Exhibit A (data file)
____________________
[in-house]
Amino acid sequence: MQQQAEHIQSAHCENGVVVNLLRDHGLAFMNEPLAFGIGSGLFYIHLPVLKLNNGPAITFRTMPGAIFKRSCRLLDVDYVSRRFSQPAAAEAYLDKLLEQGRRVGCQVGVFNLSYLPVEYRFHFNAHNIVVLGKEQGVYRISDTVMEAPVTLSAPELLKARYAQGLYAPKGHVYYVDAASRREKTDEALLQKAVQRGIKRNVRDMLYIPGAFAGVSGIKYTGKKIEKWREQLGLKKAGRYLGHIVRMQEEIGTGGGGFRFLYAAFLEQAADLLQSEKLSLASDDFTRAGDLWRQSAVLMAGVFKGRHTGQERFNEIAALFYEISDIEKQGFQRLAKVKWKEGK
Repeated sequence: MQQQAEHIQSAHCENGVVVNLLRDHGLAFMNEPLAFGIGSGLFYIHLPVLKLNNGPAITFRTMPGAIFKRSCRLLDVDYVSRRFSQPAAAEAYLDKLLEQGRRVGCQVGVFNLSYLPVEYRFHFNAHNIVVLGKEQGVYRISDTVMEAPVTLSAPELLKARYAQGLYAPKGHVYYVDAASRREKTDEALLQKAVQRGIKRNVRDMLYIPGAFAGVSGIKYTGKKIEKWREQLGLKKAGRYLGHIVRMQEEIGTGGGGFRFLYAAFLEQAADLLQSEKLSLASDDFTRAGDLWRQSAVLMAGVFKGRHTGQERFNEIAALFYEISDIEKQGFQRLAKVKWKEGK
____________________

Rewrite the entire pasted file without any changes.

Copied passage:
[in-house]
Amino acid sequence: MQQQAEHIQSAHCENGVVVNLLRDHGLAFMNEPLAFGIGSGLFYIHLPVLKLNNGPAITFRTMPGAIFKRSCRLLDVDYVSRRFSQPAAAEAYLDKLLEQGRRVGCQVGVFNLSYLPVEYRFHFNAHNIVVLGKEQGVYRISDTVMEAPVTLSAPELLKARYAQGLYAPKGHVYYVDAASRREKTDEALLQKAVQRGIKRNVRDMLYIPGAFAGVSGIKYTGKKIEKWREQLGLKKAGRYLGHIVRMQEEIGTGGGGFRFLYAAFLEQAADLLQSEKLSLASDDFTRAGDLWRQSAVLMAGVFKGRHTGQERFNEIAALFYEISDIEKQGFQRLAKVKWKEGK
Repeated sequence: MQQQAEHIQSAHCENGVVVNLLRDHGLAFMNEPLAFGIGSGLFYIHLPVLKLNNGPAITFRTMPGAIFKRSCRLLDVDYVSRRFSQPAAAEAYLDKLLEQGRRVGCQVGVFNLSYLPVEYRFHFNAHNIVVLGKEQGVYRISDTVMEAPVTLSAPELLKARYAQGLYAPKGHVYYVDAASRREKTDEALLQKAVQRGIKRNVRDMLYIPGAFAGVSGIKYTGKKIEKWREQLGLKKAGRYLGHIVRMQEEIGTGGGGFRFLYAAFLEQAADLLQSEKLSLASDDFTRAGDLWRQSAVLMAGVFKGRHTGQERFNEIAALFYEISDIEKQGFQRLAKVKWKEGK